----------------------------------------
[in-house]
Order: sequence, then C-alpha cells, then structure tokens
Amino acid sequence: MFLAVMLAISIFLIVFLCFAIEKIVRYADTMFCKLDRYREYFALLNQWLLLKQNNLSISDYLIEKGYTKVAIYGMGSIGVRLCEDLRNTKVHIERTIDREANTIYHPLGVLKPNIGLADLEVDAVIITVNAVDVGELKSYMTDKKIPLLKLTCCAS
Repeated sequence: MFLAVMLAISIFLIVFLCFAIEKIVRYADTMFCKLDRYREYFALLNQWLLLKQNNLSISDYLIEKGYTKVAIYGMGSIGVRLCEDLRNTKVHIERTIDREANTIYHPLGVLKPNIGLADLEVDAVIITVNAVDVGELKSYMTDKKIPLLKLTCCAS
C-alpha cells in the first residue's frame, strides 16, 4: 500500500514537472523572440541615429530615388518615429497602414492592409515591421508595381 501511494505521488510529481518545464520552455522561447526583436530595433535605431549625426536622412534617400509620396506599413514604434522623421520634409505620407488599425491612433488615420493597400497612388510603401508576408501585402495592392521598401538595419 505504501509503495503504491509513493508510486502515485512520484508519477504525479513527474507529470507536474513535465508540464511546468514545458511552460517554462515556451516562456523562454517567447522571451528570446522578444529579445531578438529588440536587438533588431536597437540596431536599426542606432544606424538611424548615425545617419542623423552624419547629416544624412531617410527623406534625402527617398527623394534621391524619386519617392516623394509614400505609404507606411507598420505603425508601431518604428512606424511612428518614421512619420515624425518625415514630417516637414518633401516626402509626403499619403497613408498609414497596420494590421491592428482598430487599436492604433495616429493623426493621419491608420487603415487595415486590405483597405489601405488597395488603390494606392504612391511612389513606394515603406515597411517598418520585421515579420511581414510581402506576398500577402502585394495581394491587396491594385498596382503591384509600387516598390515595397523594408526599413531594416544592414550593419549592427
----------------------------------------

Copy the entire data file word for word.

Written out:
[in-house]
Order: sequence, then C-alpha cells, then structure tokens
Amino acid sequence: MFLAVMLAISIFLIVFLCFAIEKIVRYADTMFCKLDRYREYFALLNQWLLLKQNNLSISDYLIEKGYTKVAIYGMGSIGVRLCEDLRNTKVHIERTIDREANTIYHPLGVLKPNIGLADLEVDAVIITVNAVDVGELKSYMTDKKIPLLKLTCCAS
Repeated sequence: MFLAVMLAISIFLIVFLCFAIEKIVRYADTMFCKLDRYREYFALLNQWLLLKQNNLSISDYLIEKGYTKVAIYGMGSIGVRLCEDLRNTKVHIERTIDREANTIYHPLGVLKPNIGLADLEVDAVIITVNAVDVGELKSYMTDKKIPLLKLTCCAS
C-alpha cells in the first residue's frame, strides 16, 4: 500500500514537472523572440541615429530615388518615429497602414492592409515591421508595381 501511494505521488510529481518545464520552455522561447526583436530595433535605431549625426536622412534617400509620396506599413514604434522623421520634409505620407488599425491612433488615420493597400497612388510603401508576408501585402495592392521598401538595419 505504501509503495503504491509513493508510486502515485512520484508519477504525479513527474507529470507536474513535465508540464511546468514545458511552460517554462515556451516562456523562454517567447522571451528570446522578444529579445531578438529588440536587438533588431536597437540596431536599426542606432544606424538611424548615425545617419542623423552624419547629416544624412531617410527623406534625402527617398527623394534621391524619386519617392516623394509614400505609404507606411507598420505603425508601431518604428512606424511612428518614421512619420515624425518625415514630417516637414518633401516626402509626403499619403497613408498609414497596420494590421491592428482598430487599436492604433495616429493623426493621419491608420487603415487595415486590405483597405489601405488597395488603390494606392504612391511612389513606394515603406515597411517598418520585421515579420511581414510581402506576398500577402502585394495581394491587396491594385498596382503591384509600387516598390515595397523594408526599413531594416544592414550593419549592427